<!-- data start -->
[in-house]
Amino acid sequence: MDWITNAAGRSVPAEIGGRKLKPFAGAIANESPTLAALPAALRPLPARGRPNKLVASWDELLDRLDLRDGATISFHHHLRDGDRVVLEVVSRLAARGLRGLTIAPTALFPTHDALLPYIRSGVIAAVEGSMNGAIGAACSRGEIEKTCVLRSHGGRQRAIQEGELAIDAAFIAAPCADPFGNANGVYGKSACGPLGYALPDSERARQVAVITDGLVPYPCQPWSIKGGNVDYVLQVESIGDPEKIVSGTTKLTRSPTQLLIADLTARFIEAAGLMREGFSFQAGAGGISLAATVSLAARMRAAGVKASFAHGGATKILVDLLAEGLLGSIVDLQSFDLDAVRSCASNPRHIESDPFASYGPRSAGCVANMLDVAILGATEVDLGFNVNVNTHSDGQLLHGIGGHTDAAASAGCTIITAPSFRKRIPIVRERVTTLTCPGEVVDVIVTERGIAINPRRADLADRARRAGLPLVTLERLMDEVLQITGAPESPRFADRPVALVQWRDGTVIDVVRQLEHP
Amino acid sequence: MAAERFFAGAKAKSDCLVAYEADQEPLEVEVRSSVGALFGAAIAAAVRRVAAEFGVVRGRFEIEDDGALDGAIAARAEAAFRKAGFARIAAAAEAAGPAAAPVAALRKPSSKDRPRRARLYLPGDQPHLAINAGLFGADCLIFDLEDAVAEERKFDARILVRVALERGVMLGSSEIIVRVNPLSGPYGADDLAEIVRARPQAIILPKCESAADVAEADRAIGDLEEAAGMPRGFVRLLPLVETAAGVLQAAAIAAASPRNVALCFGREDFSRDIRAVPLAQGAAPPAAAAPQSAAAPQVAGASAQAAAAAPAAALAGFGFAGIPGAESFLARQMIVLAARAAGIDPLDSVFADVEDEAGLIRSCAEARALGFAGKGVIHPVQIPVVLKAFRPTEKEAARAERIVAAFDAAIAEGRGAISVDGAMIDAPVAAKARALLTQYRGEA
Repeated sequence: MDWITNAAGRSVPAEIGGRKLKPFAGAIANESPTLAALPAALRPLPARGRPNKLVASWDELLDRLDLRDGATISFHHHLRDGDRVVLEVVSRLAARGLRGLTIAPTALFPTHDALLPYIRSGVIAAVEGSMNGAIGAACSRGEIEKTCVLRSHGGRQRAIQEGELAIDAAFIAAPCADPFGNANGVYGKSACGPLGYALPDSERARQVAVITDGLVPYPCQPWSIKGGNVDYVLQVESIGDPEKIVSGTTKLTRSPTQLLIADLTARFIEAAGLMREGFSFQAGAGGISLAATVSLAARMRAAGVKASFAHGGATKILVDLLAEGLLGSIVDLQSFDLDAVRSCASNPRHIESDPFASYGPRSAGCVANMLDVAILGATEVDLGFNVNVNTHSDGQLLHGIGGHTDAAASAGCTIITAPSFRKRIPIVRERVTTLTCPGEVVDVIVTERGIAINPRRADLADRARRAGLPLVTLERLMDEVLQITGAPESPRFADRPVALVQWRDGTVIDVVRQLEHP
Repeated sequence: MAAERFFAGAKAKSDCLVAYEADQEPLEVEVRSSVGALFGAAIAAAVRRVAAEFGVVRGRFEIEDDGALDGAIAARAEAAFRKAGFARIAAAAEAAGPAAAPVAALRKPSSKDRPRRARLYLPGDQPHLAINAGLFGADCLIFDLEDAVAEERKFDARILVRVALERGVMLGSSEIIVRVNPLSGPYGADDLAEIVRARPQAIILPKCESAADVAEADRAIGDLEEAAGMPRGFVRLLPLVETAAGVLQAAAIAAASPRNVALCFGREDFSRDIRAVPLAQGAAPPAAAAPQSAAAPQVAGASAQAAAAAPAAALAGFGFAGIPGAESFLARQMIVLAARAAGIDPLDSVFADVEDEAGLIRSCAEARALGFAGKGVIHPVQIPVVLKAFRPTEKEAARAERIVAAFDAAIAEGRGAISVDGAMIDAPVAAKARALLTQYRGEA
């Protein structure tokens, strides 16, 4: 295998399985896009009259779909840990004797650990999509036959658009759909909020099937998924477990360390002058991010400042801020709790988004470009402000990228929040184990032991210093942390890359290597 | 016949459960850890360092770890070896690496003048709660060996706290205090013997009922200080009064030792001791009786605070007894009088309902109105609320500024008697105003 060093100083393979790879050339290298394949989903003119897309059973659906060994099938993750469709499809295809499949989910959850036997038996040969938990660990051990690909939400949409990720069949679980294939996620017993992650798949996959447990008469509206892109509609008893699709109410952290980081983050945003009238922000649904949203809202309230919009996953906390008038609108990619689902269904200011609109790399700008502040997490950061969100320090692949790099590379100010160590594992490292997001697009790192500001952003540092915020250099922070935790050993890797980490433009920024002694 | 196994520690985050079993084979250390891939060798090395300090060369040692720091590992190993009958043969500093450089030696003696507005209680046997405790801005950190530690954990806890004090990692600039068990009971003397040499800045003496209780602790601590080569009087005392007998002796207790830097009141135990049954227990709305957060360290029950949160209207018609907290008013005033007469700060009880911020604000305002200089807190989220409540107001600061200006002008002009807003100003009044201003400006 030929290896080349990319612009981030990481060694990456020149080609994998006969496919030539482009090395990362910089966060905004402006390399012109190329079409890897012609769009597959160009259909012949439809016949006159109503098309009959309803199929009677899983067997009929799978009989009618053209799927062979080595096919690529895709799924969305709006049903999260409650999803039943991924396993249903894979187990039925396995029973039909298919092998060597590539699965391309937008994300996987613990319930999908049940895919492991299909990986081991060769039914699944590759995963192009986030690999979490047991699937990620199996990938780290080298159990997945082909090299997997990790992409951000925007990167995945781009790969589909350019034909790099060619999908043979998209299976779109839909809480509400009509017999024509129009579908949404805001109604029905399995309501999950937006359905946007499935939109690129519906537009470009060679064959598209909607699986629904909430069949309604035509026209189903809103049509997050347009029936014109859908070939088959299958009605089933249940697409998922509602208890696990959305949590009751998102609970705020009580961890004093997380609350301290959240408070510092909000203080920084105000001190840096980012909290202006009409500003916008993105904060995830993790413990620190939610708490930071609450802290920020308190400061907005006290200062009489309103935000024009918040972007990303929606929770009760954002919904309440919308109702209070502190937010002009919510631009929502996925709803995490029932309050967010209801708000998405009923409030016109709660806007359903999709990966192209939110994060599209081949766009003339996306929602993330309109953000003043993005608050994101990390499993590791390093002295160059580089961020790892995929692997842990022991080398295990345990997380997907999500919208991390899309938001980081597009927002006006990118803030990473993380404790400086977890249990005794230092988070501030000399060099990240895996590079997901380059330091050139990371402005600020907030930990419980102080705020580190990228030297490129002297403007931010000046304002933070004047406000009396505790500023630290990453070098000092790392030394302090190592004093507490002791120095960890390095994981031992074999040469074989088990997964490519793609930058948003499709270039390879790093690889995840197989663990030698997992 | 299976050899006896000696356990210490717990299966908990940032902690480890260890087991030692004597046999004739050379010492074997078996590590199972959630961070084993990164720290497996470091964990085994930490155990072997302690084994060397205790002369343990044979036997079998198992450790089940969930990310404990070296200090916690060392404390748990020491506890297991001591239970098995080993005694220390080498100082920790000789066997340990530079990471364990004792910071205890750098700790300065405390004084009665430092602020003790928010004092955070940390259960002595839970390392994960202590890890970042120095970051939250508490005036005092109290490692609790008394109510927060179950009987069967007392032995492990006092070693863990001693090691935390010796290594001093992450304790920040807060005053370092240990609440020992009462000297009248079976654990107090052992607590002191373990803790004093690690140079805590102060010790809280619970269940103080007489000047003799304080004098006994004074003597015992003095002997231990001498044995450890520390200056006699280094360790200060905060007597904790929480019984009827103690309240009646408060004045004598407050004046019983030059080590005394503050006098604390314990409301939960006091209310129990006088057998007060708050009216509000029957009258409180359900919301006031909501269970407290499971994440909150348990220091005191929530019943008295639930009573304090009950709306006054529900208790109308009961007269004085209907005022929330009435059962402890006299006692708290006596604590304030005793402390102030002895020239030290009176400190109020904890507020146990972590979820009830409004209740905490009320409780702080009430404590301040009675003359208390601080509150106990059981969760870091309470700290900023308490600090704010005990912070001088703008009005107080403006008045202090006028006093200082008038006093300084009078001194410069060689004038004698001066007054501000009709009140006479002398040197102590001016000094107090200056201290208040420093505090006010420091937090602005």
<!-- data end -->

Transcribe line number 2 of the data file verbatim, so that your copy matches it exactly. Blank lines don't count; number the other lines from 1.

Amino acid sequence: MDWITNAAGRSVPAEIGGRKLKPFAGAIANESPTLAALPAALRPLPARGRPNKLVASWDELLDRLDLRDGATISFHHHLRDGDRVVLEVVSRLAARGLRGLTIAPTALFPTHDALLPYIRSGVIAAVEGSMNGAIGAACSRGEIEKTCVLRSHGGRQRAIQEGELAIDAAFIAAPCADPFGNANGVYGKSACGPLGYALPDSERARQVAVITDGLVPYPCQPWSIKGGNVDYVLQVESIGDPEKIVSGTTKLTRSPTQLLIADLTARFIEAAGLMREGFSFQAGAGGISLAATVSLAARMRAAGVKASFAHGGATKILVDLLAEGLLGSIVDLQSFDLDAVRSCASNPRHIESDPFASYGPRSAGCVANMLDVAILGATEVDLGFNVNVNTHSDGQLLHGIGGHTDAAASAGCTIITAPSFRKRIPIVRERVTTLTCPGEVVDVIVTERGIAINPRRADLADRARRAGLPLVTLERLMDEVLQITGAPESPRFADRPVALVQWRDGTVIDVVRQLEHP